The film section for VultureHound is now available at Filmhounds. Please check out the site and magazine


It’s been ten years since Mamma Mia! hit cinemas and became a nationwide sensation. Released at the same time as The Dark Knight, it was the ABBA discography musical that sold out cinemas across the country. It’s sequel is bigger, brighter, bonkers-er. In short – it’s exactly what we need right now. The film is a pocketful of sunshine, a ridiculous plot that shoehorns-in all manner of ABBA songs (some more well known than others) that is jam-packed full of joy.  It’s impossible to resist so embrace it with both arms!

Five years on since the events of Mamma Mia and Sophie (Seyfried) is reopening the recently renovated Hotel Bella Donna on the island of Kalokairi, Greece. Her partner Sky (Cooper) is in New York undertaking specialist hotel training, which is part of an on-going argument they have about leaving Kalokairi – she wants to stay and he thinks they should move on. Luckily her mother’s best friends Tanya (Karanski) and Rosie (Walters) are on hand to help advise her and help her feel even closer to her mother with a spot of reminiscing, more than a few dreams and many songs to sing.

It is nigh-on impossible to describe what a feast for- or assault on, depending on your viewpoint – this film is. After a brief opener the film jumps straight to Oxford in 1979 where Donna (James as the junior, Streep as the senior) is being awarded valedictorian at her graduation ceremony. In a move unsurprising to the audience – unlike the fellow attendees – she uses the opportunity to serenade the room with ‘When I kissed the teacher.’ It’s cheesy, ridiculous and yet oh-so-much-fun. James is a true delight to watch, yet again providing a charm overload which is never saccharine or too-much. She lights up the screen again and again; truly a national treasure in the making.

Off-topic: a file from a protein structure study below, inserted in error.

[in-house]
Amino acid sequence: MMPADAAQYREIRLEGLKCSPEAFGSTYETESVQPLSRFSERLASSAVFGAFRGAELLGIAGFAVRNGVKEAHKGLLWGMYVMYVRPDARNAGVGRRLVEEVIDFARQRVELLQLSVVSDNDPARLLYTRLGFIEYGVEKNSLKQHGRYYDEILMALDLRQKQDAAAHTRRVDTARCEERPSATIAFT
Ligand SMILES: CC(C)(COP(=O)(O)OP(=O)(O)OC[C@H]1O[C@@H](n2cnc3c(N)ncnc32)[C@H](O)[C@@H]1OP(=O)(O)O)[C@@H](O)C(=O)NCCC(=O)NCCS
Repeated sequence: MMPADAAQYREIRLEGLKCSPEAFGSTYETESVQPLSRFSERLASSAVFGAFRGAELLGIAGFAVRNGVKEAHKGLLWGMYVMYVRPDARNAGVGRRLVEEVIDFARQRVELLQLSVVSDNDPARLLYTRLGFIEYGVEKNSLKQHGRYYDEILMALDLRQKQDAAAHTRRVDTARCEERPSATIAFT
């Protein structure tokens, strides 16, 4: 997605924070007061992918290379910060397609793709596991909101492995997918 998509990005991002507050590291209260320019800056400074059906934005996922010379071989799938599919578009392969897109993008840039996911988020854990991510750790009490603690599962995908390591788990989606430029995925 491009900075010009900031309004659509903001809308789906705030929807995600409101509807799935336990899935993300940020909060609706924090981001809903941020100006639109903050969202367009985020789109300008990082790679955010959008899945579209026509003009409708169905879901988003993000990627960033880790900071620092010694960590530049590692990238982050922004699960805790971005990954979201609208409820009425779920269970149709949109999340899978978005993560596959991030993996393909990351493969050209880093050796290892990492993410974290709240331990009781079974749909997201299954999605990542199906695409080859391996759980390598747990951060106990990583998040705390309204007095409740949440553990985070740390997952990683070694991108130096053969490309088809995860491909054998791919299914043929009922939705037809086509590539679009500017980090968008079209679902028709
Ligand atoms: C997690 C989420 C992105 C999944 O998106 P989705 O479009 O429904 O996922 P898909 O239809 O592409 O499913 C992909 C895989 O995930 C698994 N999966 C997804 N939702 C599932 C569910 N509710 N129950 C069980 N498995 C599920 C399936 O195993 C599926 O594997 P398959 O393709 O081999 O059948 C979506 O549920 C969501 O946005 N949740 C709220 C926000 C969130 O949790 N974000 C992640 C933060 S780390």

We soon return to Sophie in the present day when a similar dialogue leads to a song moment occurs. Cue the structure of the rest of the film; utter contrivance that makes for truly joyous film-watching whilst also adding an extra layer of pathos to songs that may have initially seemed rather throwaway. The dialogue – and the dancing – may regularly lead to groans but you’ll groan with a big, fat stupid grin on your face. My personal favourite was the line ‘I visually enjoy you’ – something I plan on making a catchphrase.

However, the real reason the film works so well as it giant, beating heart it has at the centre. The reason this film and its predecessor are so beloved is the fact they are so universal. What we are watching is a love story, but not a romantic one. These are films which are about mothers and daughters, romantic love is a key part but not the main one. The very crux of these films is exploring the incredible connection between Donna and Sophie – so much so many of the audience were in tears whilst watching.

But, let’s not forget about Cher. Cher’s arrival truly turns things up to 11. I cannot wait (truthfully, not ironically) for her album of ABBA covers. If all the songs are even halfway as good as her Fernando then we’re in for a treat we do not fully deserve.

Dir: Ol Parker

Scr: Ol Parker

CastLily James, Amanda Seyfried, Meryl Streep, Dominic Cooper, Pierce Brosnan, Stellan Skarsgård, Christine Baranski, Colin Firth, Cher, Julie Walters, Jeremy Irvine, Andy Garcia, Josh Dylan, Hugh Skinner, Celia Imrie. 

Prd: Judy Craymer, Gary Goetzman,

DOP: Robert D. Yeoman

Music: Benny Andersson, Anne Dudley, Björn Ulvaeus.

Country: UK/US

Year: 2018

Runtime: 114 minutes

Mamma Mia! Here We Go Again is in UK cinemas from July 20th.

By Charlotte Harrison

Secondary school teacher by day, writer of all things film by night. All round superhero 24/7.